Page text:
1990 Tracheotomies

I trace my fingers gently down your neck. You must be explored like this, an inch at a time. In the pocket at your collarbone, I find another scar. You explain how after the accident, this was where they inserted the breathing tube.

“They even said last rites.” You say, impressing me.

You reveal a new piece of the story with every scar I discover. A stapled thigh leads to the length of your hospital stay. A torn ear, I learn the reason for the crash. The red lines across your chest are twelve years old, dug when I was eight and you were still fifteen years older.

I search to answer you. “A jean jacket just about killed me the same year.”

You listen reluctantly as I tell how I was home from school with a cold, and, for whatever reason, decided to pull on an out-grown buttoned jean jacket. The memory of the stiff denim pinning my arms above my head and pressing in tightly over my mouth and nose is still my closest touch to death. You laugh at the circumstances of my story.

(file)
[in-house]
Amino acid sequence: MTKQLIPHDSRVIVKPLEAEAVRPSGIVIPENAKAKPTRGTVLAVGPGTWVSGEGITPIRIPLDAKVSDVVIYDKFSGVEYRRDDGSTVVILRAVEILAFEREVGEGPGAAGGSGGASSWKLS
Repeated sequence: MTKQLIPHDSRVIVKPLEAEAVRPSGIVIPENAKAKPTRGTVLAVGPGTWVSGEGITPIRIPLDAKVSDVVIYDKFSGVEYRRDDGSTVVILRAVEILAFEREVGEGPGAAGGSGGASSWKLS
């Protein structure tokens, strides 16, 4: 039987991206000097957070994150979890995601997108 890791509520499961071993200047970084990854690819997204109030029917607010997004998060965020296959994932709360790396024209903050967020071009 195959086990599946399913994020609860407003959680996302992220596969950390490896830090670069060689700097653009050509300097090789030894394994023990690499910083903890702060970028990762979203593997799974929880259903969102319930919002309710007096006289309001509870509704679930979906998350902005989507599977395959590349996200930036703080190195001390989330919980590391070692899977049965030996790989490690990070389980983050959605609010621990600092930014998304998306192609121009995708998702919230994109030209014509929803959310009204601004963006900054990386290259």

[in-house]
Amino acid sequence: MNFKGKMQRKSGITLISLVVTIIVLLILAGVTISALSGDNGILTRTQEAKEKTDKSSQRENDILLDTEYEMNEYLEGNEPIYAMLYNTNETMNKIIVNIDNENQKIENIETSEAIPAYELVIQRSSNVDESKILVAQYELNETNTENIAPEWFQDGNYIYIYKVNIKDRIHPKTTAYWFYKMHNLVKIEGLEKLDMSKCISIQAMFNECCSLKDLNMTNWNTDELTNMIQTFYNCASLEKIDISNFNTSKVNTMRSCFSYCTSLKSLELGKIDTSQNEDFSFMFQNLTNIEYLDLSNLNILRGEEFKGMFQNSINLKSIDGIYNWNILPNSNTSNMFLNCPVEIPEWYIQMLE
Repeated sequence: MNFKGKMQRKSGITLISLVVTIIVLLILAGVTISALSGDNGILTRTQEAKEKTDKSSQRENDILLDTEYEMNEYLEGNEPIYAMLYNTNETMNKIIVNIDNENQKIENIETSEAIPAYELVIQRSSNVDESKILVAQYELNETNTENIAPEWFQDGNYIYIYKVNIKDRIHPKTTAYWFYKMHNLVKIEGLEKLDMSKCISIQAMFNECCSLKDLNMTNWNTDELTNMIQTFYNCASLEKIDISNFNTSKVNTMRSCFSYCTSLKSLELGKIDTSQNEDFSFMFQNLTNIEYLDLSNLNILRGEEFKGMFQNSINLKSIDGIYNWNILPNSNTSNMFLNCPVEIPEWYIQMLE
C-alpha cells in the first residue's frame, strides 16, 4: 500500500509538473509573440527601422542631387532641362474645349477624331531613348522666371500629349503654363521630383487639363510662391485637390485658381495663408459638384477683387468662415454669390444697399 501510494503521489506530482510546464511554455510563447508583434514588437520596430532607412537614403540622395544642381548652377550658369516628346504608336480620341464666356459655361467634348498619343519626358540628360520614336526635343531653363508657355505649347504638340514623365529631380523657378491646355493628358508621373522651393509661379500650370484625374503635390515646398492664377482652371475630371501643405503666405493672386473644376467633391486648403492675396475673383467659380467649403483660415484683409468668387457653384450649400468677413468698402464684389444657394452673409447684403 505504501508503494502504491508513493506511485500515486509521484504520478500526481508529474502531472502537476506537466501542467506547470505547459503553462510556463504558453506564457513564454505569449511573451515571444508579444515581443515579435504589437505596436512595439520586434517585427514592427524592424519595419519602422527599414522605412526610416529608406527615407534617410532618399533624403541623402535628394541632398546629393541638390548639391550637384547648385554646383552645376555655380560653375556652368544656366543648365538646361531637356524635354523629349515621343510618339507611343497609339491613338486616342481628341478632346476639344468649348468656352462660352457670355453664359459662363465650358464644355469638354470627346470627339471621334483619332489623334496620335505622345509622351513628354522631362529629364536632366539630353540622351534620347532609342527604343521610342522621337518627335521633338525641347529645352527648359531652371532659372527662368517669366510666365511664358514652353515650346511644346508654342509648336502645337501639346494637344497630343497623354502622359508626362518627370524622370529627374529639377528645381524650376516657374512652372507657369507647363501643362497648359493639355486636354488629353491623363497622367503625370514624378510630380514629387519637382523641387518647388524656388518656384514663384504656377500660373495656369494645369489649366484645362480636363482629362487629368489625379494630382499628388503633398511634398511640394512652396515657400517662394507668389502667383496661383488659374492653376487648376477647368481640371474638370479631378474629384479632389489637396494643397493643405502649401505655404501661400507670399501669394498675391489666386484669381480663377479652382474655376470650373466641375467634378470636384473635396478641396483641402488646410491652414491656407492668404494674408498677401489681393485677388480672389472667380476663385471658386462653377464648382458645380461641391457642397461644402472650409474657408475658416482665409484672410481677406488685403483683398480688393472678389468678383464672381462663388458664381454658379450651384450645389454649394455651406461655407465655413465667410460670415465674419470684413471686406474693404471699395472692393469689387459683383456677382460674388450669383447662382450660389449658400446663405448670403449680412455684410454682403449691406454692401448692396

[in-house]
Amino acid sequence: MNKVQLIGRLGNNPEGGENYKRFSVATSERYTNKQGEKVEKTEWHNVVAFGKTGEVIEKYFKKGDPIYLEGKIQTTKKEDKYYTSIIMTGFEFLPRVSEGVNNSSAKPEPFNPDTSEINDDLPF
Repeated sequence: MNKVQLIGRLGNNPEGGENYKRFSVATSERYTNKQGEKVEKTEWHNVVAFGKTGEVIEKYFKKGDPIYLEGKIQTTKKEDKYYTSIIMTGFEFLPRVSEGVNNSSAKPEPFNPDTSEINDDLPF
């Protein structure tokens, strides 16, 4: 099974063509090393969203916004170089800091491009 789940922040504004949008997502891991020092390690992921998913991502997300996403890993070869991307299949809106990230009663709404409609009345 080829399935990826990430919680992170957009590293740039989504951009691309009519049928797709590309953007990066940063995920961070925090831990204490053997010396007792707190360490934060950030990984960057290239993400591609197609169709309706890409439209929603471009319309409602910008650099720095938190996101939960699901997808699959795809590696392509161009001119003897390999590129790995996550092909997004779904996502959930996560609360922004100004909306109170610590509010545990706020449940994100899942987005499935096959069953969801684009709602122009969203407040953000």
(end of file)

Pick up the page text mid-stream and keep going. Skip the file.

“I panicked when I couldn’t move. My asthma triggered and my lungs seized up. All I could see was blue and then bright flashes were all around me. I thought I was going to die!”

I wheeze dramatically to show the desperation, and flick my fingertips, to play the sparks, around our faces.

“Who pulled you out?” You ask, fending of the flashing.

I shake my head. “There wasn’t anyone around.”

“So what did you do?”

“I calmed down a bit, then slowly, inch by inch, pulled out of the sleeves. I used my tongue to pry a tiny opening between two buttons so that I could get a breath.”

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